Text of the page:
Count cookies, learn math

KinderCare curriculum programs include activities intended to focus on helping young children develop skills that fall within the realm of executive function.

What is executive function?

Infants are completely dependent on the people who care for them for support. Infants’ behavior is also dependent on events that are beyond their conscious control. However, instead of choosing what to focus on when, infants’ attention seems to be captured by whatever happens to get their attention at the time. Instead of acting in response to these events, infants react.

By the time an infant has reached his or her toddler years, a transformation has occurred. The dependent and reactive infant has become a willful toddler able to express preferences. Although still reactive to a certain degree, most toddlers are capable of keeping a goal in mind and persisting in reaching that goal. By the time a toddler has reached the preschool years, he or she is able to express preferences verbally and is for the most part able to follow verbal rules and consider other points of view.

Scientists who study conscious control often refer to it as “executive function.” Simply stated, executive function refers to making decisions and carrying them out, for example, when purposely trying to solve a problem. Executive-function skills include but are not limited to the development of self-regulation, attention, persistence, and flexibility.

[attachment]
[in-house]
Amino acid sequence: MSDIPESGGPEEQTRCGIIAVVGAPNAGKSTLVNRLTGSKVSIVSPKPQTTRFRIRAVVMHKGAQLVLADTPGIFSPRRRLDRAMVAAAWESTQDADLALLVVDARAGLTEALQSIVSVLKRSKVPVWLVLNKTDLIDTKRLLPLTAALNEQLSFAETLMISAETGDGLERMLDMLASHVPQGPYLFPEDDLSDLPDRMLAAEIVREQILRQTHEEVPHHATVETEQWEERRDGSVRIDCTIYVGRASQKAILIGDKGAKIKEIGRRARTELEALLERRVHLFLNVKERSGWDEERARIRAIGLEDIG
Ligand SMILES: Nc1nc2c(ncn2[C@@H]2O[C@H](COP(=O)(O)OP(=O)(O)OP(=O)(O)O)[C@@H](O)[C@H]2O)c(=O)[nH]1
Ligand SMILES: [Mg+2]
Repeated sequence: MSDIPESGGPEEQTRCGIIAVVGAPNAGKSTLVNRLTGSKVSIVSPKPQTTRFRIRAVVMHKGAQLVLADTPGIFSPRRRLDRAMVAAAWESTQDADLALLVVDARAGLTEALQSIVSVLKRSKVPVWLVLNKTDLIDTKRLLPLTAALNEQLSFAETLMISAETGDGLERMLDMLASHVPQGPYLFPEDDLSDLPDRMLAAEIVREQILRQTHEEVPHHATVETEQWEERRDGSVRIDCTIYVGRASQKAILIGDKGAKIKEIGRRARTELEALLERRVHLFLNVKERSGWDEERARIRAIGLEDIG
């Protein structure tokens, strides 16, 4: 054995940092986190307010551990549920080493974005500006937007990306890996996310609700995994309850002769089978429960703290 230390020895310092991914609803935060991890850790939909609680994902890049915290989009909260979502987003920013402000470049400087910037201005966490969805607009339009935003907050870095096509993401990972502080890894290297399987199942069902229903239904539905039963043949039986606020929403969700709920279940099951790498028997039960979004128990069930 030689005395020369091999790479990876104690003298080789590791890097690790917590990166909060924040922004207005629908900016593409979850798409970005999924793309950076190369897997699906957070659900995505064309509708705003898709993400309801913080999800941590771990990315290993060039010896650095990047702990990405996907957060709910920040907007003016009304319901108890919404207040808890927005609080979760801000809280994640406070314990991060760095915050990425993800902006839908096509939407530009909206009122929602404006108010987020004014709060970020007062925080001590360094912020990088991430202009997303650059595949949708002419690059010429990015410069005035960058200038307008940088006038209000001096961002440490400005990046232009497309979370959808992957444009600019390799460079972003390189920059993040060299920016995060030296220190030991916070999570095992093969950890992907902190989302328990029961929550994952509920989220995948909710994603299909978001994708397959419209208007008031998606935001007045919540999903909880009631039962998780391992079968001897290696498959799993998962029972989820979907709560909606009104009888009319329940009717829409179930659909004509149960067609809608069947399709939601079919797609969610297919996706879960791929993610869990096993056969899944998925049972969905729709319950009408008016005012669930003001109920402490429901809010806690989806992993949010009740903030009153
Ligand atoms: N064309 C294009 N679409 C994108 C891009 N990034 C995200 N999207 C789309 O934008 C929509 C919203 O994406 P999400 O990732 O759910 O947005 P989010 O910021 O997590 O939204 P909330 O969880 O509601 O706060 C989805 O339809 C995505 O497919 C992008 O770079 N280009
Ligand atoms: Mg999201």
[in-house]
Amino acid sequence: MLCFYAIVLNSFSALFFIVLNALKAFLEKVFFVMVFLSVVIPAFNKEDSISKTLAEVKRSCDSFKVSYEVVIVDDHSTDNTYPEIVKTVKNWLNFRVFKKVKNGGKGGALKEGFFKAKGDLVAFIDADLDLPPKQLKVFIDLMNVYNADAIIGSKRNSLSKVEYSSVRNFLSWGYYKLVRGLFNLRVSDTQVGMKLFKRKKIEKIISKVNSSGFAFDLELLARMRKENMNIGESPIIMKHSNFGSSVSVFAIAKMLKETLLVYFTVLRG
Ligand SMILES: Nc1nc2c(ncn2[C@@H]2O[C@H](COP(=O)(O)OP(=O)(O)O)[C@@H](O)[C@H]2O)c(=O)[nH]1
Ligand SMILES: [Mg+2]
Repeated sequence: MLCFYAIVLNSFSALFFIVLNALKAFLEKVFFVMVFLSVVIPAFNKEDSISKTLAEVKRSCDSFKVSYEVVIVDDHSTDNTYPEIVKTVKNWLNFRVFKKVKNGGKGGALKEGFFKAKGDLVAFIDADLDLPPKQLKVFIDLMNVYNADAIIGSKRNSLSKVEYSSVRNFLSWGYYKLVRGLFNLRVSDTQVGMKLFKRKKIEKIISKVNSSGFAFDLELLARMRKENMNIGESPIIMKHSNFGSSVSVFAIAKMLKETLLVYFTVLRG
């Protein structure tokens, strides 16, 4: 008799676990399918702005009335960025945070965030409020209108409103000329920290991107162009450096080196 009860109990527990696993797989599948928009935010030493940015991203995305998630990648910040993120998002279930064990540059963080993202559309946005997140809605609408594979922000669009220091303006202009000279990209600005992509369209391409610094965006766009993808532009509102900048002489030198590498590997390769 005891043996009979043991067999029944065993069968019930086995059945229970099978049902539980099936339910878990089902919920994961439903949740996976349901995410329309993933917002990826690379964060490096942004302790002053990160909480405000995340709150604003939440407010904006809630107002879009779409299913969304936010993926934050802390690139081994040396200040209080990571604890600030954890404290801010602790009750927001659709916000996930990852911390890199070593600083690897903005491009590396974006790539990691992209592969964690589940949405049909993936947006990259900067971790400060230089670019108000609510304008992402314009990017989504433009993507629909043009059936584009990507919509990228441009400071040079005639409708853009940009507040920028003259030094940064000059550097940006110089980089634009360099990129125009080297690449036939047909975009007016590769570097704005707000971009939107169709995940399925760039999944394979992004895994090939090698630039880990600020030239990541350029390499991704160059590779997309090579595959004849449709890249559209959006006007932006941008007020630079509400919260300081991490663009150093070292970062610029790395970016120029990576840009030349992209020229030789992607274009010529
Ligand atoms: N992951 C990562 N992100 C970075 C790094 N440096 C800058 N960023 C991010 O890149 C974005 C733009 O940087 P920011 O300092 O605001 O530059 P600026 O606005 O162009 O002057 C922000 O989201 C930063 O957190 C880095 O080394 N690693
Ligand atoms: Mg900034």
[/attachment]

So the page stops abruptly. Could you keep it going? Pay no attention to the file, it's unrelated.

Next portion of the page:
Why is helping children develop executive-function skills important in the early years?

Research indicates that skills associated with executive function are more important than academic skills such as early math or reading skills when it comes to preparing children for kindergarten and beyond. Indeed, executive-function skills are often referred to as “school-readiness skills.”

What kinds of activities in the Preschool and Prekindergarten programs help children develop executive- function skills?

In addition to the developmentally appropriate thematic activities that occur throughout each week, these daily activities also help foster executive-function skills:        

  • Daily whole-group routines: Everyday routine activities in the morning and afternoon, such as identifying who’s here each day, discussing what children will do each day, and creating the “What We Learned Today Note” at the end of each day, help focus children’s attention, reinforce